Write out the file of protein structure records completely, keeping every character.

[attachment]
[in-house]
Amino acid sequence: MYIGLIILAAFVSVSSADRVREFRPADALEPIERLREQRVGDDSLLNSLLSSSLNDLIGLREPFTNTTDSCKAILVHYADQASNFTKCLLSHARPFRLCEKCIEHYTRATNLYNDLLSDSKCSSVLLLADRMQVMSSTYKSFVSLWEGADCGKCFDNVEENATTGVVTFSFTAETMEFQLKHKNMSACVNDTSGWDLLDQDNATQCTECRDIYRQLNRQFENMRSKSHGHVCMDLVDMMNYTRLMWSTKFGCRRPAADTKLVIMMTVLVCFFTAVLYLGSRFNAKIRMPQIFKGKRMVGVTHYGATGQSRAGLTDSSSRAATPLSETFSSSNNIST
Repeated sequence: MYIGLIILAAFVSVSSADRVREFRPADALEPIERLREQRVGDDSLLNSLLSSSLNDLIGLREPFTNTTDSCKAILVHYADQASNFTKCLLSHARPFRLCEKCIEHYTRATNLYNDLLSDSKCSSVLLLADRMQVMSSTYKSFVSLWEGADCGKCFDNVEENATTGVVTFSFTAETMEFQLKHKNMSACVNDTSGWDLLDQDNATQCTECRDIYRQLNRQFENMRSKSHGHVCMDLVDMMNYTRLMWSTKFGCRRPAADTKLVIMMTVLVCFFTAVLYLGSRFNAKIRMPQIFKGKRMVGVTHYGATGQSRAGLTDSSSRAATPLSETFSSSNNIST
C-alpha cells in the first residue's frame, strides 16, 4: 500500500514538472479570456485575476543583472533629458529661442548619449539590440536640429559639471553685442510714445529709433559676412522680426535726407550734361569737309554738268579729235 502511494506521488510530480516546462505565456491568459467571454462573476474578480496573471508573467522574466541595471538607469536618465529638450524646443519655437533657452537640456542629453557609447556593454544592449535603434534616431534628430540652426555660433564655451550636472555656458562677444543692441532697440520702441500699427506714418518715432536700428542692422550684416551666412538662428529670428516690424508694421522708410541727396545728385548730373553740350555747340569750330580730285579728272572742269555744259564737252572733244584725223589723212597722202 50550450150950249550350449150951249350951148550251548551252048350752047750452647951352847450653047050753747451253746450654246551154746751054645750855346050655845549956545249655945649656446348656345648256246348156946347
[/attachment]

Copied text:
[in-house]
Amino acid sequence: MYIGLIILAAFVSVSSADRVREFRPADALEPIERLREQRVGDDSLLNSLLSSSLNDLIGLREPFTNTTDSCKAILVHYADQASNFTKCLLSHARPFRLCEKCIEHYTRATNLYNDLLSDSKCSSVLLLADRMQVMSSTYKSFVSLWEGADCGKCFDNVEENATTGVVTFSFTAETMEFQLKHKNMSACVNDTSGWDLLDQDNATQCTECRDIYRQLNRQFENMRSKSHGHVCMDLVDMMNYTRLMWSTKFGCRRPAADTKLVIMMTVLVCFFTAVLYLGSRFNAKIRMPQIFKGKRMVGVTHYGATGQSRAGLTDSSSRAATPLSETFSSSNNIST
Repeated sequence: MYIGLIILAAFVSVSSADRVREFRPADALEPIERLREQRVGDDSLLNSLLSSSLNDLIGLREPFTNTTDSCKAILVHYADQASNFTKCLLSHARPFRLCEKCIEHYTRATNLYNDLLSDSKCSSVLLLADRMQVMSSTYKSFVSLWEGADCGKCFDNVEENATTGVVTFSFTAETMEFQLKHKNMSACVNDTSGWDLLDQDNATQCTECRDIYRQLNRQFENMRSKSHGHVCMDLVDMMNYTRLMWSTKFGCRRPAADTKLVIMMTVLVCFFTAVLYLGSRFNAKIRMPQIFKGKRMVGVTHYGATGQSRAGLTDSSSRAATPLSETFSSSNNIST
C-alpha cells in the first residue's frame, strides 16, 4: 500500500514538472479570456485575476543583472533629458529661442548619449539590440536640429559639471553685442510714445529709433559676412522680426535726407550734361569737309554738268579729235 502511494506521488510530480516546462505565456491568459467571454462573476474578480496573471508573467522574466541595471538607469536618465529638450524646443519655437533657452537640456542629453557609447556593454544592449535603434534616431534628430540652426555660433564655451550636472555656458562677444543692441532697440520702441500699427506714418518715432536700428542692422550684416551666412538662428529670428516690424508694421522708410541727396545728385548730373553740350555747340569750330580730285579728272572742269555744259564737252572733244584725223589723212597722202 50550450150950249550350449150951249350951148550251548551252048350752047750452647951352847450653047050753747451253746450654246551154746751054645750855346050655845549956545249655945649656446348656345648256246348156946347